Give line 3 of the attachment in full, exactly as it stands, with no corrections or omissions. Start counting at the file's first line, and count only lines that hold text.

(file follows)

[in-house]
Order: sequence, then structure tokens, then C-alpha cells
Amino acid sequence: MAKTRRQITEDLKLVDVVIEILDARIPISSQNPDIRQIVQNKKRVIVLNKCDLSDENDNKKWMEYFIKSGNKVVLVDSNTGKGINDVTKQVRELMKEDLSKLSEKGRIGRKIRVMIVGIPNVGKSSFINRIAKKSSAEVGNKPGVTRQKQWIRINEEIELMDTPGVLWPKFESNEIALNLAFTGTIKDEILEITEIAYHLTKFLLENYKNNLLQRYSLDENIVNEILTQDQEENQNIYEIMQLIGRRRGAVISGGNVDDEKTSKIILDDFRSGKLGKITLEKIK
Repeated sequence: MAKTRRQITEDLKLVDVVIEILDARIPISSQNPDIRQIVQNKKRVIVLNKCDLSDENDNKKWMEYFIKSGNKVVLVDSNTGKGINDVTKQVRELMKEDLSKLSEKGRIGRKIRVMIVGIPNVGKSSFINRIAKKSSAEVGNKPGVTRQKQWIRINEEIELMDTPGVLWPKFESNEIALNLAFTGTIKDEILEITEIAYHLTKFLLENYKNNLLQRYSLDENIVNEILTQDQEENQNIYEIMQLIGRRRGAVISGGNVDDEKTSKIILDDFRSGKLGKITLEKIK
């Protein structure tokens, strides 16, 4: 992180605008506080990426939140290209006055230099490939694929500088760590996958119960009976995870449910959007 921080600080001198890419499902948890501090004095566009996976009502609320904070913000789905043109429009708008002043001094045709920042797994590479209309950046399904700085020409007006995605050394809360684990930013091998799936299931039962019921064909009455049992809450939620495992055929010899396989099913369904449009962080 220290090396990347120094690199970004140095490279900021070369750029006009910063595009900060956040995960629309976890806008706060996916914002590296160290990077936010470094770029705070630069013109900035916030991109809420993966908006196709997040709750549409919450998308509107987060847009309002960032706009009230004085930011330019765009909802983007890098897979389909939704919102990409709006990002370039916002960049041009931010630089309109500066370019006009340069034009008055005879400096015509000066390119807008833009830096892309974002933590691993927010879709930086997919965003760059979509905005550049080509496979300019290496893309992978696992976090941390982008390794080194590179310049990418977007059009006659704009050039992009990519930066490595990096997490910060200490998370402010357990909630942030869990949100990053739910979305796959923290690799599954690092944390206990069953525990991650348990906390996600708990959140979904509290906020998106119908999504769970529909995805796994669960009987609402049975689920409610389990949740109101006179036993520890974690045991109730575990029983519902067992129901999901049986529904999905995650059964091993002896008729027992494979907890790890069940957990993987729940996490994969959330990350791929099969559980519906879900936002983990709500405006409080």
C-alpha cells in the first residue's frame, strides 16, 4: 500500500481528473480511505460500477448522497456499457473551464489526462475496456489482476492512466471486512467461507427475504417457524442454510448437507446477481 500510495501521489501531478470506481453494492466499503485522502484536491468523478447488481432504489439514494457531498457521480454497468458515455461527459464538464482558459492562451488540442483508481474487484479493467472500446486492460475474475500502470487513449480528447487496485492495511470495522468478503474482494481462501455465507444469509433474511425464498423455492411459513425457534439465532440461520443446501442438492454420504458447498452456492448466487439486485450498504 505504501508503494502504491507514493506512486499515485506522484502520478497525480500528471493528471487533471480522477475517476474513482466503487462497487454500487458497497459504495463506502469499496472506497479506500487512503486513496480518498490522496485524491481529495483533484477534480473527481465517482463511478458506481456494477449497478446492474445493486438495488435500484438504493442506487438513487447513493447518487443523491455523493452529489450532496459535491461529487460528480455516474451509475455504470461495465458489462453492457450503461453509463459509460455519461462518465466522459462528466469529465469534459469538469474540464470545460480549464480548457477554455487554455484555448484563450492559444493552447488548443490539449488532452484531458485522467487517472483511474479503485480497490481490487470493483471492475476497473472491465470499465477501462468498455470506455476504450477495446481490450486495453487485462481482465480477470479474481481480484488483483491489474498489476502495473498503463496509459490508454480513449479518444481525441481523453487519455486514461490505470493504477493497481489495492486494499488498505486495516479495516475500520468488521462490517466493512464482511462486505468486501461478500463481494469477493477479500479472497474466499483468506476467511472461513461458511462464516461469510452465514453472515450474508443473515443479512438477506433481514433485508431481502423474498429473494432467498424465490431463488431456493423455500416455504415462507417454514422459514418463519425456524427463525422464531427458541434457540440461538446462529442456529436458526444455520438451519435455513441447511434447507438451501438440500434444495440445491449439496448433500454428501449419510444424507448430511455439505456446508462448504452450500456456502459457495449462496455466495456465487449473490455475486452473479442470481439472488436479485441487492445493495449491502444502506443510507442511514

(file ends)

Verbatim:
Amino acid sequence: MAKTRRQITEDLKLVDVVIEILDARIPISSQNPDIRQIVQNKKRVIVLNKCDLSDENDNKKWMEYFIKSGNKVVLVDSNTGKGINDVTKQVRELMKEDLSKLSEKGRIGRKIRVMIVGIPNVGKSSFINRIAKKSSAEVGNKPGVTRQKQWIRINEEIELMDTPGVLWPKFESNEIALNLAFTGTIKDEILEITEIAYHLTKFLLENYKNNLLQRYSLDENIVNEILTQDQEENQNIYEIMQLIGRRRGAVISGGNVDDEKTSKIILDDFRSGKLGKITLEKIK